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Two in a Sack
by [?]

What a life that poor man led with his wife, to be sure! Not a day passed without her scolding him and calling him names, and indeed sometimes she would take the broom from behind the stove and beat him with it. He had no peace or comfort at all, and really hardly knew how to bear it.

One day, when his wife had been particularly unkind and had beaten him black and blue, he strolled slowly into the fields, and as he could not endure to be idle he spread out his nets.

What kind of bird do you think he caught in his net? He caught a crane, and the crane said, ‘Let me go free, and I’ll show myself grateful.’

The man answered, ‘No, my dear fellow. I shall take you home, and then perhaps my wife won’t scold me so much.’

Said the crane: ‘You had better come with me to my house,’ and so they went to the crane’s house.

When they got there, what do you think the crane took from the wall? He took down a sack, and he said:

‘Two out of a sack!’

Instantly two pretty lads sprang out of the sack. They brought in oak tables, which they spread with silken covers, and placed all sorts of delicious dishes and refreshing drinks on them. The man had never seen anything so beautiful in his life, and he was delighted.

Then the crane said to him, ‘Now take this sack to your wife.’

The man thanked him warmly, took the sack, and set out.

His home was a good long way off, and as it was growing dark, and he was feeling tired, he stopped to rest at his cousin’s house by the way.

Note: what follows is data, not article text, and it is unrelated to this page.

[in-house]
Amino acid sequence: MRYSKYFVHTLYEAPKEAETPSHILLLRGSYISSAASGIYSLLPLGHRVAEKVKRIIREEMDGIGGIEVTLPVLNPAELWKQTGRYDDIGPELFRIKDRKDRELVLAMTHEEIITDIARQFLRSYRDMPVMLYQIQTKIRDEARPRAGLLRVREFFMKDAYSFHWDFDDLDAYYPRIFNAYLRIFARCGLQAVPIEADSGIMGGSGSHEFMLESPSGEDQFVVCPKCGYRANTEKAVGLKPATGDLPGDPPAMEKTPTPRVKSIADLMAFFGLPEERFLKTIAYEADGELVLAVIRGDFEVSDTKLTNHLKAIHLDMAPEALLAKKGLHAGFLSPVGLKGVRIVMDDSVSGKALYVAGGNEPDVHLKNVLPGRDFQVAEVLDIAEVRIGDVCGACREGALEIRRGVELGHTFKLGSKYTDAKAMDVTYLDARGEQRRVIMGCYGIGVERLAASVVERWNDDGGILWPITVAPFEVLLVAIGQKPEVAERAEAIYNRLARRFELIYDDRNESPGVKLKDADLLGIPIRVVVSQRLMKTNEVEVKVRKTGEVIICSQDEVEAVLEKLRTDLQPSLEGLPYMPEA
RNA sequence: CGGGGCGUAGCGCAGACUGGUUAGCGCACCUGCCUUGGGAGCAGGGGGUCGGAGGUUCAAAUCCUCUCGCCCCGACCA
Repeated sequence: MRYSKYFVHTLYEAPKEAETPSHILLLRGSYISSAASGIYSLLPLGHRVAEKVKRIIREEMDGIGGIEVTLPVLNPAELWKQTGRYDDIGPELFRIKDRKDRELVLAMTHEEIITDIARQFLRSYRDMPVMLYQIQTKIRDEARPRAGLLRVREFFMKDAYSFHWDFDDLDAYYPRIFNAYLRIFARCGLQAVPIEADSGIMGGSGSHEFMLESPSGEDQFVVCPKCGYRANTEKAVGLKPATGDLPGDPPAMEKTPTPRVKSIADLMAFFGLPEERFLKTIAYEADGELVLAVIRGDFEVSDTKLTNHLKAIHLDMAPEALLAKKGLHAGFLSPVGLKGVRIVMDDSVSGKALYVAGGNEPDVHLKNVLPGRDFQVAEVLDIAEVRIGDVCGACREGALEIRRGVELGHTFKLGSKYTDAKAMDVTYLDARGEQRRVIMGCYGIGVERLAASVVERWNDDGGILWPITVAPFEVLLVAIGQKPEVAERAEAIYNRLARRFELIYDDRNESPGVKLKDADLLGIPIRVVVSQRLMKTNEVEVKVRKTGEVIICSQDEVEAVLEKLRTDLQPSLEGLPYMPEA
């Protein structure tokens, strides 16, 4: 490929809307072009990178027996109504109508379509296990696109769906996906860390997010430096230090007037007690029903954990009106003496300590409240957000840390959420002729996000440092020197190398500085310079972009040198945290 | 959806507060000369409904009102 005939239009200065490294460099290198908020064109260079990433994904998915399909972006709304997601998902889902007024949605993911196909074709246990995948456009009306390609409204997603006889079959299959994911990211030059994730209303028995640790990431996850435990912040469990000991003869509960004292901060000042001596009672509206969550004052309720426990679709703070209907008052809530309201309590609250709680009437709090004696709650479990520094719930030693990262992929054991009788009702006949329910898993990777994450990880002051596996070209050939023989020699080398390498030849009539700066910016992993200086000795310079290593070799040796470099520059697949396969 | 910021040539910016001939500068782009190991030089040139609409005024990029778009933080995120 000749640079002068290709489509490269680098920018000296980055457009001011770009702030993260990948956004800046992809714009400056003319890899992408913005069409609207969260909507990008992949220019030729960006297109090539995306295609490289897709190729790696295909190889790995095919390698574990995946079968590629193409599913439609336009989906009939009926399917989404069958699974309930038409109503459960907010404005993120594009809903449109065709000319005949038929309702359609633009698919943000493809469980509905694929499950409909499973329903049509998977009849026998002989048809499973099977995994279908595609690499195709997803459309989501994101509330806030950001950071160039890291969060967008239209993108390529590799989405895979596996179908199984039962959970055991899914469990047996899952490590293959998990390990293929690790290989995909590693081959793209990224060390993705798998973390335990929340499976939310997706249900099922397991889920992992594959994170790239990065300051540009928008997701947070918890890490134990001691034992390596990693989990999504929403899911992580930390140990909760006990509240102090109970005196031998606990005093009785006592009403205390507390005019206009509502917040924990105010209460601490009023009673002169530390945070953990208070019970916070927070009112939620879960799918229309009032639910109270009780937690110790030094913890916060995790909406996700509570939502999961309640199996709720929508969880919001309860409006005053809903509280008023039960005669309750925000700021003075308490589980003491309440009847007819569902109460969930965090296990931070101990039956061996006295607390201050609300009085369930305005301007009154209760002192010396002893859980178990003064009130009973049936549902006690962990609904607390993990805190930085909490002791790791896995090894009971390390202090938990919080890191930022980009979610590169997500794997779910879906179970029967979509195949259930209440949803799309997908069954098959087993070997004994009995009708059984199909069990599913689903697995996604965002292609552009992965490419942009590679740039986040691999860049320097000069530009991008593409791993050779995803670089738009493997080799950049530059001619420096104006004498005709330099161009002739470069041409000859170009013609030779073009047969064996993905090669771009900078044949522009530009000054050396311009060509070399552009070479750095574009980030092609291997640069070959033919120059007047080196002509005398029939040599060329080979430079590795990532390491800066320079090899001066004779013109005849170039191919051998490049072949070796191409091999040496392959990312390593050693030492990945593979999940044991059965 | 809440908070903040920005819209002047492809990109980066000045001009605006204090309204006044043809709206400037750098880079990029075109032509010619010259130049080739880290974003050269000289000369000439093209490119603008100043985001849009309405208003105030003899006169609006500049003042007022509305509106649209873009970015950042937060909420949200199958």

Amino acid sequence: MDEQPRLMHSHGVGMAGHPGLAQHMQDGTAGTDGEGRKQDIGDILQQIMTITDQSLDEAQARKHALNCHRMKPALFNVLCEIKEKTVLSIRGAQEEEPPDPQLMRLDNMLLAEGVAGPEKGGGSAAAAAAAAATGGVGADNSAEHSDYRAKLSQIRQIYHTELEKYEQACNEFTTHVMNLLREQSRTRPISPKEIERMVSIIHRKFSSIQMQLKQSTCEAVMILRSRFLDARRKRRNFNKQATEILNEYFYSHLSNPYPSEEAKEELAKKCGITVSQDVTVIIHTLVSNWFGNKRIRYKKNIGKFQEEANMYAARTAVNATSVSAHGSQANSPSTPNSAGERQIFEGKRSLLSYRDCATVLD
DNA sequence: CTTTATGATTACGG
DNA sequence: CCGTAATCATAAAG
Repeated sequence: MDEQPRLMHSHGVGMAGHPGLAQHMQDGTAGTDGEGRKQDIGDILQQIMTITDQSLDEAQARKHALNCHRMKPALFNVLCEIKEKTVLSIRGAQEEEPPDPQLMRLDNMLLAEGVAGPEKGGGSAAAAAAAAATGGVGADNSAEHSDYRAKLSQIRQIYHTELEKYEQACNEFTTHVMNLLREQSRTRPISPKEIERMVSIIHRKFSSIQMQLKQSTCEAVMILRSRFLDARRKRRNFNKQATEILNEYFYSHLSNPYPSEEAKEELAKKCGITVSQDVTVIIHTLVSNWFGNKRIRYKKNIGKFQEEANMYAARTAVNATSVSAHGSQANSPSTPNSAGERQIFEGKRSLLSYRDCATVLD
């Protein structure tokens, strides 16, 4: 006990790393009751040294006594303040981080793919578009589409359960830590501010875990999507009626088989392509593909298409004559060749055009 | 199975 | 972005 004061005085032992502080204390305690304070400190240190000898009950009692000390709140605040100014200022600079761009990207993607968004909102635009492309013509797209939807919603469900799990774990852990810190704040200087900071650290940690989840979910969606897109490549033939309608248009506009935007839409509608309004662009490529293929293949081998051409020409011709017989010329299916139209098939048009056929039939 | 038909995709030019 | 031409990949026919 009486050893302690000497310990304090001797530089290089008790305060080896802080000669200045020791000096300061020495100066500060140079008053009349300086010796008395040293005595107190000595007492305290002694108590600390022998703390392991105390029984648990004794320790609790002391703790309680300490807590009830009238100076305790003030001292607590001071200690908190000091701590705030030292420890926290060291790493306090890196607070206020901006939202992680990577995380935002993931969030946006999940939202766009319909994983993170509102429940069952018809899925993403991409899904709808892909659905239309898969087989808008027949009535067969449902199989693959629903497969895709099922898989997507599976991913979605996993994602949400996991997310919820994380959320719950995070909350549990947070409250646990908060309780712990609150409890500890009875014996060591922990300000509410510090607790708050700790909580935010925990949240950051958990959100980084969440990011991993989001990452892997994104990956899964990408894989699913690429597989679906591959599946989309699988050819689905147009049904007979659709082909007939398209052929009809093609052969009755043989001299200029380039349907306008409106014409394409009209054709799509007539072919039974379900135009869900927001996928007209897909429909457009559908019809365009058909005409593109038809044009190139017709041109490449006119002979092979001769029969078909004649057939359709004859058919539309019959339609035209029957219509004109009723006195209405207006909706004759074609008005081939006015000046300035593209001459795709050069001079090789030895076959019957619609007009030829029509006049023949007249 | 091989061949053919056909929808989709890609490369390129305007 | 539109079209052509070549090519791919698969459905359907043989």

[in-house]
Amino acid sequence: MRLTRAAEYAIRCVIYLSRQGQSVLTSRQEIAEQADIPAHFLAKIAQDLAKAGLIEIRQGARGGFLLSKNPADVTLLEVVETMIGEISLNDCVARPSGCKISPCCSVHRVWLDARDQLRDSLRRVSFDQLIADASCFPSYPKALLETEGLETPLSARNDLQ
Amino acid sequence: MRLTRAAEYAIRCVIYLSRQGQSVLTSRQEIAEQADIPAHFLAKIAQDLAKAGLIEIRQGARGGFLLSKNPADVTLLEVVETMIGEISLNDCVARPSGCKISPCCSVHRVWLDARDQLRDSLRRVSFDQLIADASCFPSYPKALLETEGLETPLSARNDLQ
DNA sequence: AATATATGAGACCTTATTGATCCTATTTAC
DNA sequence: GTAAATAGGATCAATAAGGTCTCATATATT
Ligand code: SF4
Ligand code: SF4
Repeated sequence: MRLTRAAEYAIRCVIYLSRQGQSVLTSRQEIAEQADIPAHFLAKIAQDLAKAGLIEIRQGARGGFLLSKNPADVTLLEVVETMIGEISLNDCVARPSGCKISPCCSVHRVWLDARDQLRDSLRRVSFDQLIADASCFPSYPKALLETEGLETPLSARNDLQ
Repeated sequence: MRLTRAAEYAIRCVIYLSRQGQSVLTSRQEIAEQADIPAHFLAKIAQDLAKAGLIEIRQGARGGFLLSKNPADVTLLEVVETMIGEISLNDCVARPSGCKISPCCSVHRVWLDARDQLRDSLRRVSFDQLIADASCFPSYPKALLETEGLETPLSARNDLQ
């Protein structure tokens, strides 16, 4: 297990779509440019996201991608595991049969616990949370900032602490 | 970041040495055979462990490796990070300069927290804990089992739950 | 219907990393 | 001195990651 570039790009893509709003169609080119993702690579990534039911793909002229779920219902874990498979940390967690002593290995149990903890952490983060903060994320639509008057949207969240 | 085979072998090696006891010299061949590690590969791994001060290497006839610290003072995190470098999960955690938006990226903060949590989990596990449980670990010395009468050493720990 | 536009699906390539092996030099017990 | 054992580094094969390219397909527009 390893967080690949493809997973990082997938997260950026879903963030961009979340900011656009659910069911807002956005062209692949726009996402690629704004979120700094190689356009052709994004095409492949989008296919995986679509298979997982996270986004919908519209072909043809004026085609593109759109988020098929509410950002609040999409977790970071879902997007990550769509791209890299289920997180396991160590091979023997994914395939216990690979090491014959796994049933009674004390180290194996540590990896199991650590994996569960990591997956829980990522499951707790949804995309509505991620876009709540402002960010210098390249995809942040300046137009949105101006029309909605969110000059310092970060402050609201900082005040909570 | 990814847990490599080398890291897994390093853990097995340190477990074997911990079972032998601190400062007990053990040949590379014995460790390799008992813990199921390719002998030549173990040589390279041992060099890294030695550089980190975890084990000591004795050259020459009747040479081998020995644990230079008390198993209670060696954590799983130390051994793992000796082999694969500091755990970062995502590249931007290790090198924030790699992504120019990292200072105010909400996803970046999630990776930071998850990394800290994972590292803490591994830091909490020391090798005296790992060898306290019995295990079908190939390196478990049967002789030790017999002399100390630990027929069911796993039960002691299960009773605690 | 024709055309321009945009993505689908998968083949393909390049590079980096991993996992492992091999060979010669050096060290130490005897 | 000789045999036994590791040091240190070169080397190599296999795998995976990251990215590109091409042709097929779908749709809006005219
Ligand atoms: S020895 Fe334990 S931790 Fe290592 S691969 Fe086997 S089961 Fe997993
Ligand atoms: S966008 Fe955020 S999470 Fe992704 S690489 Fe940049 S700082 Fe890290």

The cousin had three daughters, who laid out a tempting supper, but the man would eat nothing, and said to his cousin, ‘Your supper is bad.’

‘Oh, make the best of it,’ said she, but the man only said: ‘Clear away!’ and taking out his sack he cried, as the crane had taught him:

‘Two out of the sack!’

And out came the two pretty boys, who quickly brought in the oak tables, spread the silken covers, and laid out all sorts of delicious dishes and refreshing drinks.

Never in their lives had the cousin and her daughters seen such a supper, and they were delighted and astonished at it. But the cousin quietly made up her mind to steal the sack, so she called to her daughters: ‘Go quickly and heat the bathroom: I am sure our dear guest would like to have a bath before he goes to bed.’

When the man was safe in the bathroom she told her daughters to make a sack exactly like his, as quickly as possible. Then she changed the two sacks, and hid the man’s sack away.

The man enjoyed his bath, slept soundly, and set off early next morning, taking what he believed to be the sack the crane had given him.

All the way home he felt in such good spirits that he sang and whistled as he walked through the wood, and never noticed how the birds were twittering and laughing at him.

As soon as he saw his house he began to shout from a distance, ‘Hallo! old woman! Come out and meet me!’

His wife screamed back: ‘You come here, and I’ll give you a good thrashing with the poker!’

The man walked into the house, hung his sack on a nail, and said, as the crane had taught him:

‘Two out of the sack!’

But not a soul came out of the sack.

Then he said again, exactly as the crane had taught him:

‘Two out of the sack!’

His wife, hearing him chattering goodness knows what, took up her wet broom and swept the ground all about him.

The man took flight and rushed oft into the field, and there he found the crane marching proudly about, and to him he told his tale.